Although all cardinal symptoms of AS (i.e., angina, dyspnea, syncope, and reduced LV function) are considered late manifestations of the disease process, syncope appears to carry the highest risk for impaired survival after SAVR. Given the importance of symptom onset in clinical decision making, our results mandate that primary care physicians should explore “asymptomatic” patients with severe AS very carefully with regard to early symptoms, such as dizziness, fatigue, and a decrease in physical activity, because many patients unconsciously limit activities to avoid symptoms as valve obstruction slowly worsens (6,17). When symptomatic status remains unclear, or in high-risk patients with small AV area and cardiac cavities, standard treadmill exercise testing might be considered to detect provoked symptoms in order to potentially prevent the occurrence of syncope (18,19). Interestingly, other primary indications for SAVR (i.e., heart failure symptoms, angina, and decreased LV function) were not associated with adverse post-operative outcomes. However, only 8% of our study population presented with reduced LV function, which might limit the generalizability of our results in this regard, especially in light of recent studies that demonstrated worse clinical outcomes in patients with reduced LV function (20,21).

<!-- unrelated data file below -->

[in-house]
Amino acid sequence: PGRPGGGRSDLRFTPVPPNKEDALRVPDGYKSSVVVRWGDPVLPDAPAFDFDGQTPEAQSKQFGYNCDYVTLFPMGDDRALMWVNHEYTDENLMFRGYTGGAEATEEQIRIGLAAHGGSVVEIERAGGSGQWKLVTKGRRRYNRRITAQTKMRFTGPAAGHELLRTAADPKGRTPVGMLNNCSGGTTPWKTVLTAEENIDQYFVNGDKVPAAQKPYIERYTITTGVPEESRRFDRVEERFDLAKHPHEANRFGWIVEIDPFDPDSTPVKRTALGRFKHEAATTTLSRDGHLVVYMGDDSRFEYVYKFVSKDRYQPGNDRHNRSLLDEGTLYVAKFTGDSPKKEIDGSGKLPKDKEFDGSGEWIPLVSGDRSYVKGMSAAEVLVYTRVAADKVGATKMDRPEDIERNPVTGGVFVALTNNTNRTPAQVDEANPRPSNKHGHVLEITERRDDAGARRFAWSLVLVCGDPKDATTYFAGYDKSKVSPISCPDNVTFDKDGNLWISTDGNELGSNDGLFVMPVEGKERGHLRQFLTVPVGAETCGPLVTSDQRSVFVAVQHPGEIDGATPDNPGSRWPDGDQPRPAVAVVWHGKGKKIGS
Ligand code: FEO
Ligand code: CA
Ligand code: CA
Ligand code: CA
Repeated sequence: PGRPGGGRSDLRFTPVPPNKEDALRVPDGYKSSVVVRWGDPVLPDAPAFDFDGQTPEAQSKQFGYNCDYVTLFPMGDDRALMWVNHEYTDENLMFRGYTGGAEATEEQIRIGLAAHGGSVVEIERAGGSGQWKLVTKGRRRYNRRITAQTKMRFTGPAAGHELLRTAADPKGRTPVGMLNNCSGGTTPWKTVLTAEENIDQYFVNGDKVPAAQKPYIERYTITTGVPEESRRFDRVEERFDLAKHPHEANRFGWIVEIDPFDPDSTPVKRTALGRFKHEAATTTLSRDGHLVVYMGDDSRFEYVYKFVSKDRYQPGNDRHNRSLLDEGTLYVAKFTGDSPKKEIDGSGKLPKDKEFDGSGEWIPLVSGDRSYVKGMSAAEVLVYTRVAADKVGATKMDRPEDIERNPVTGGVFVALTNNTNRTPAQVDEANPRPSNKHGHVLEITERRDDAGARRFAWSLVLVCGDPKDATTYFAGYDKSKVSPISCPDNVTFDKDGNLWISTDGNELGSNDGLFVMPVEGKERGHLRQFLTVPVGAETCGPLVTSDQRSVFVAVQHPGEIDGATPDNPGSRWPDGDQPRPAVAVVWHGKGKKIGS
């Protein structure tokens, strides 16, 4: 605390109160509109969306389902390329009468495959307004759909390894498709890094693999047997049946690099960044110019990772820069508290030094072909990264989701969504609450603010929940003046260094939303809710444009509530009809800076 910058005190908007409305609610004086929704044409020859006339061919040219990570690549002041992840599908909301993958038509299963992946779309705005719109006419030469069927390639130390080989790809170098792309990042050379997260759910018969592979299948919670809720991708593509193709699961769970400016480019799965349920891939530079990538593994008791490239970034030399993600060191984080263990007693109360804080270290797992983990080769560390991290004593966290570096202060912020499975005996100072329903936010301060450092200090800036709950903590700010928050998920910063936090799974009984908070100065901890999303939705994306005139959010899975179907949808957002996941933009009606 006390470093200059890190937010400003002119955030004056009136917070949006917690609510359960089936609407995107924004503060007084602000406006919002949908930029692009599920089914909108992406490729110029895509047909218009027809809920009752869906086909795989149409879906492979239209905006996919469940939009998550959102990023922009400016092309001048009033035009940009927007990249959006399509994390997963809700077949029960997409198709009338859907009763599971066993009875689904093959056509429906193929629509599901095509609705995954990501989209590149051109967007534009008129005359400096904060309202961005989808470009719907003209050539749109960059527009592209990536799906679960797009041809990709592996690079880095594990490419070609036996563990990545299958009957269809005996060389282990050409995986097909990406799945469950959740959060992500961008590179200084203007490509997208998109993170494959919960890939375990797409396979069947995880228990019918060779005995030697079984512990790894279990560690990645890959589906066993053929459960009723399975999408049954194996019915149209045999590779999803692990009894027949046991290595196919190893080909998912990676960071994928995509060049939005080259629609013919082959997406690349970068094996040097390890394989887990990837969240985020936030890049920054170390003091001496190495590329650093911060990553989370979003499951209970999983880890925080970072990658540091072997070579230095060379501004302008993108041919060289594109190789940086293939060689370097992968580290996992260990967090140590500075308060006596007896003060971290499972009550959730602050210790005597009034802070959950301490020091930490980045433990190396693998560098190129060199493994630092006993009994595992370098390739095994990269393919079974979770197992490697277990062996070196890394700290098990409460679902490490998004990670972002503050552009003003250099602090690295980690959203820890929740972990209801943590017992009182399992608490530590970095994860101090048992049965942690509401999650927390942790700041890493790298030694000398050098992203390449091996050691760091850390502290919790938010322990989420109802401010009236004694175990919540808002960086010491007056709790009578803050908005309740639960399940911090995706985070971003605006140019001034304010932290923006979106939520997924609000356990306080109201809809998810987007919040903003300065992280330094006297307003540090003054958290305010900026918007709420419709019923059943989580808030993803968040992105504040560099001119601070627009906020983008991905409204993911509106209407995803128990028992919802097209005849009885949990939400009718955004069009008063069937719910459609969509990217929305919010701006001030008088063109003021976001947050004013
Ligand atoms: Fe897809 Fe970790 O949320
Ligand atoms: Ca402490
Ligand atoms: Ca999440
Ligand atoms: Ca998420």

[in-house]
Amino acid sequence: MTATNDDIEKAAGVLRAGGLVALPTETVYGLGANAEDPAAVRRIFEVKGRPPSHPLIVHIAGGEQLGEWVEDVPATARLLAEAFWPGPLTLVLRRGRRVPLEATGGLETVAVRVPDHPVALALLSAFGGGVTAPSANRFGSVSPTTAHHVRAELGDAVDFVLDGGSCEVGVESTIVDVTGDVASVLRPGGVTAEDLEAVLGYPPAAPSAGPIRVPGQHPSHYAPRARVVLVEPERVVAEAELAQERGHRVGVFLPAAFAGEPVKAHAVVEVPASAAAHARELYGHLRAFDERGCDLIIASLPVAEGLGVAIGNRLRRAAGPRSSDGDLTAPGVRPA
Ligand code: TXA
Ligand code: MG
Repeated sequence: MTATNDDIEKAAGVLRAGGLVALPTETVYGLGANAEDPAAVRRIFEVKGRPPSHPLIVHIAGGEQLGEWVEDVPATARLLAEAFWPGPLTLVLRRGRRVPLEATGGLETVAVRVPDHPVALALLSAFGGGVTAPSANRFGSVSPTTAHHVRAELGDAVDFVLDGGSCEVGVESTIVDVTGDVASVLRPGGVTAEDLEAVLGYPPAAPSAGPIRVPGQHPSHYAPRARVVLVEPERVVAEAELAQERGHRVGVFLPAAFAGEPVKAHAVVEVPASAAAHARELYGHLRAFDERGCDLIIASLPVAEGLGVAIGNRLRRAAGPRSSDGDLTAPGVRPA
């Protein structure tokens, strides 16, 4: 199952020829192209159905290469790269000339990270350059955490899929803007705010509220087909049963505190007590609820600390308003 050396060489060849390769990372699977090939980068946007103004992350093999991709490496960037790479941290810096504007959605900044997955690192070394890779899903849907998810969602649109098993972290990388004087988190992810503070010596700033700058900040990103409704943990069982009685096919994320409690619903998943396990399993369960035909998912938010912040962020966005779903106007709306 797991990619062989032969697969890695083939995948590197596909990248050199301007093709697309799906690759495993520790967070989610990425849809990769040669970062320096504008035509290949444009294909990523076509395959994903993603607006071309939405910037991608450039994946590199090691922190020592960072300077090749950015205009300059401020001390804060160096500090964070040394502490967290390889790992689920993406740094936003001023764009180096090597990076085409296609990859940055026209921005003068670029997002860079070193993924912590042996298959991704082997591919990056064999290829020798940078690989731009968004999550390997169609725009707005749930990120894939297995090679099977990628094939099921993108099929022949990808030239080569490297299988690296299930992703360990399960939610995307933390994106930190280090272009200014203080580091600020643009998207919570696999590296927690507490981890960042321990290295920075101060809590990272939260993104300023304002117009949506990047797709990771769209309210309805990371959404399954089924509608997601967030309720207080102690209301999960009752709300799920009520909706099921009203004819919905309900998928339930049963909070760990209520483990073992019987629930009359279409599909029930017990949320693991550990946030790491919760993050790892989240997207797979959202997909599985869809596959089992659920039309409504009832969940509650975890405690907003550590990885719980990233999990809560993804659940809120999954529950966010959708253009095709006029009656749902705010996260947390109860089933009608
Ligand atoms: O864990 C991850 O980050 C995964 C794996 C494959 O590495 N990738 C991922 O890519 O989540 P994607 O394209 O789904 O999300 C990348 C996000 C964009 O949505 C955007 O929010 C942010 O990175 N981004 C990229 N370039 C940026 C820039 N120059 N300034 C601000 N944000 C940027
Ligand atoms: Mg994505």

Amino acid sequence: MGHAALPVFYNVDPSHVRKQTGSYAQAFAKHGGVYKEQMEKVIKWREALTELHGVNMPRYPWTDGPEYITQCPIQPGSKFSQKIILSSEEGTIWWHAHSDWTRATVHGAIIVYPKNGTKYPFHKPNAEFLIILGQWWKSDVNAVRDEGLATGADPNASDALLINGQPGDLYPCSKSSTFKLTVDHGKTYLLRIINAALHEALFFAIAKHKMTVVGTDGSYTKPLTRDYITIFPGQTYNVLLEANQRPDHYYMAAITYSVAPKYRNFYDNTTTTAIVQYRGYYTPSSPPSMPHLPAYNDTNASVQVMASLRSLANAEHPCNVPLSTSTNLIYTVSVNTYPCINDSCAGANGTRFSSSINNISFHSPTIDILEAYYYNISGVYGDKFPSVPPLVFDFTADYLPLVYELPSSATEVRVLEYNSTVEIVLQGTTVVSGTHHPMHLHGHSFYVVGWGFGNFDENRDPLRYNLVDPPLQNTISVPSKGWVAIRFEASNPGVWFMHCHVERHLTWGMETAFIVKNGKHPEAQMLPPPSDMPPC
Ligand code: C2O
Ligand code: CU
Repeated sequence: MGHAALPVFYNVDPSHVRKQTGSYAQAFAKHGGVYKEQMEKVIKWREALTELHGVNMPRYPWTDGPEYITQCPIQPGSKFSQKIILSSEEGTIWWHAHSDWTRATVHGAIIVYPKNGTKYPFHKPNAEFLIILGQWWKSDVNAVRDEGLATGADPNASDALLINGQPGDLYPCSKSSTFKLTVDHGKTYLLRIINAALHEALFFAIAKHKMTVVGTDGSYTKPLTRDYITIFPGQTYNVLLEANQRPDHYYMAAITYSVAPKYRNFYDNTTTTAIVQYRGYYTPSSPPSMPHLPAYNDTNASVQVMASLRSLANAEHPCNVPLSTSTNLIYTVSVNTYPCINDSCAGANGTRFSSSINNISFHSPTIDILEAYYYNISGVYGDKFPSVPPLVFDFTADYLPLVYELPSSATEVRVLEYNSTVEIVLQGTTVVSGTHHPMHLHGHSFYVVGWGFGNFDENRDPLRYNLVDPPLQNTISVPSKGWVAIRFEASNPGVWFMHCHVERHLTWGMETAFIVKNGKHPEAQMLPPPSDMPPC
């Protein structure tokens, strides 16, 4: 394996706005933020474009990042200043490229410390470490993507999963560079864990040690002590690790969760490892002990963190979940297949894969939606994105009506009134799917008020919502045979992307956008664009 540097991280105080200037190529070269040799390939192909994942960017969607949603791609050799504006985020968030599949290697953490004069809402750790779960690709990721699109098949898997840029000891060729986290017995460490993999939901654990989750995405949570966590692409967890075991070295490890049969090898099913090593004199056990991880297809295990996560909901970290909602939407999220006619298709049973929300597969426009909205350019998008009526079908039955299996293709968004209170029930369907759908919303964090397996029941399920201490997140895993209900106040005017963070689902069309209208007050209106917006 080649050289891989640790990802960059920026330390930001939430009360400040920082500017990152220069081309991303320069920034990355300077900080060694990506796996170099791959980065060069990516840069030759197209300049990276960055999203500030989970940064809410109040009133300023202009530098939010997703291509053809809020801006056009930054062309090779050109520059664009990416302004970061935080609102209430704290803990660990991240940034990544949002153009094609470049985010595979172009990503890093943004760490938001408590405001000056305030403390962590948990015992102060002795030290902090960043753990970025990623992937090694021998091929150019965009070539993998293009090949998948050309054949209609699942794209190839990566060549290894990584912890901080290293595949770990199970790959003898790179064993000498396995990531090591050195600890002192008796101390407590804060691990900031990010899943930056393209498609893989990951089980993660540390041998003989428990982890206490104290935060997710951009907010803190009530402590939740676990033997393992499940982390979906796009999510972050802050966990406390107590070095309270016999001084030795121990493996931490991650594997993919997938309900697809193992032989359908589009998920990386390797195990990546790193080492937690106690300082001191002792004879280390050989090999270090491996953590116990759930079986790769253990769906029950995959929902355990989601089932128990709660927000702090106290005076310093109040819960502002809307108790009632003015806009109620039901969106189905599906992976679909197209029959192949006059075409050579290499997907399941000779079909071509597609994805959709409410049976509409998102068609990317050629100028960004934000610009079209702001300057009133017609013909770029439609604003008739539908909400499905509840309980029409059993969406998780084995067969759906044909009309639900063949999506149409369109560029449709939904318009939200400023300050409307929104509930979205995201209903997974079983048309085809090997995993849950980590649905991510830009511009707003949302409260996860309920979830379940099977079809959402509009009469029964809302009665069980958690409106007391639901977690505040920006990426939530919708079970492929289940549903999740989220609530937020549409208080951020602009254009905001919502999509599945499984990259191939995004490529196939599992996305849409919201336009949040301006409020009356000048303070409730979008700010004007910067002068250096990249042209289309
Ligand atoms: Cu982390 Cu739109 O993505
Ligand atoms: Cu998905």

An emerging body of evidence, relying on retrospective and observational data, implies that early SAVR might lead to favorable outcomes compared with surgery after symptom onset (22–24). Furthermore, operative risk for isolated SAVR is low at established centers (25), and transcatheter aortic valve replacement has currently become an attractive, minimally invasive alternative to SAVR in patients at high and intermediate surgical risk (26,27). Therefore, there is currently growing interest in identifying asymptomatic or oligosymptomatic patients with severe AS who may benefit from early SAVR. Although it remains highly speculative, our data might support this rationale in oligosymptomatic patients before the occurrence of late disease manifestations such as syncope. Nevertheless, whether early SAVR can be translated into a clinically meaningful improvement of outcomes compared with “watchful waiting” is a matter of debate. Several randomized clinical trials (i.e., EARLY TAVR [NCT03042104], AVATAR [NCT02436655]) are currently under way to test this hypothesis.